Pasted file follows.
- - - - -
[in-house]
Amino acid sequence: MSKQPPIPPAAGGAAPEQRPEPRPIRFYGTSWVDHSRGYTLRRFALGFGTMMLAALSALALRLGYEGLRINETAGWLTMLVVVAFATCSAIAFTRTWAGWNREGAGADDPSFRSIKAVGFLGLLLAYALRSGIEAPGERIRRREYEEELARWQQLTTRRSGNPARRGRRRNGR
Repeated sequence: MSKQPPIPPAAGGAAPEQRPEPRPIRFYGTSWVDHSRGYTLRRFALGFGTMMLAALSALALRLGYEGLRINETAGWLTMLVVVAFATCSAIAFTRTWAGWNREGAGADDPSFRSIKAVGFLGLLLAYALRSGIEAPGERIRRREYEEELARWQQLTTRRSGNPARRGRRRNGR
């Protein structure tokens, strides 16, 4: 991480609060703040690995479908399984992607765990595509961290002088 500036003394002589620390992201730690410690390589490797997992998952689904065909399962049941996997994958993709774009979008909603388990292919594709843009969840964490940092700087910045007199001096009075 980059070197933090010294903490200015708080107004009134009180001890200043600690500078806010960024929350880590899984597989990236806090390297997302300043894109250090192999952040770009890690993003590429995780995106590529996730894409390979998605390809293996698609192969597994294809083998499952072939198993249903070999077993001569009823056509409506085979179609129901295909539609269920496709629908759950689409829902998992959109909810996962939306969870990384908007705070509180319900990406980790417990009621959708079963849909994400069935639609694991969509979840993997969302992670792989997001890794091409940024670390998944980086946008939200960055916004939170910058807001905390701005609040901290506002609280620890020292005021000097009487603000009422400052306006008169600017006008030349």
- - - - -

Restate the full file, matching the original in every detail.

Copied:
[in-house]
Amino acid sequence: MSKQPPIPPAAGGAAPEQRPEPRPIRFYGTSWVDHSRGYTLRRFALGFGTMMLAALSALALRLGYEGLRINETAGWLTMLVVVAFATCSAIAFTRTWAGWNREGAGADDPSFRSIKAVGFLGLLLAYALRSGIEAPGERIRRREYEEELARWQQLTTRRSGNPARRGRRRNGR
Repeated sequence: MSKQPPIPPAAGGAAPEQRPEPRPIRFYGTSWVDHSRGYTLRRFALGFGTMMLAALSALALRLGYEGLRINETAGWLTMLVVVAFATCSAIAFTRTWAGWNREGAGADDPSFRSIKAVGFLGLLLAYALRSGIEAPGERIRRREYEEELARWQQLTTRRSGNPARRGRRRNGR
């Protein structure tokens, strides 16, 4: 991480609060703040690995479908399984992607765990595509961290002088 500036003394002589620390992201730690410690390589490797997992998952689904065909399962049941996997994958993709774009979008909603388990292919594709843009969840964490940092700087910045007199001096009075 980059070197933090010294903490200015708080107004009134009180001890200043600690500078806010960024929350880590899984597989990236806090390297997302300043894109250090192999952040770009890690993003590429995780995106590529996730894409390979998605390809293996698609192969597994294809083998499952072939198993249903070999077993001569009823056509409506085979179609129901295909539609269920496709629908759950689409829902998992959109909810996962939306969870990384908007705070509180319900990406980790417990009621959708079963849909994400069935639609694991969509979840993997969302992670792989997001890794091409940024670390998944980086946008939200960055916004939170910058807001905390701005609040901290506002609280620890020292005021000097009487603000009422400052306006008169600017006008030349």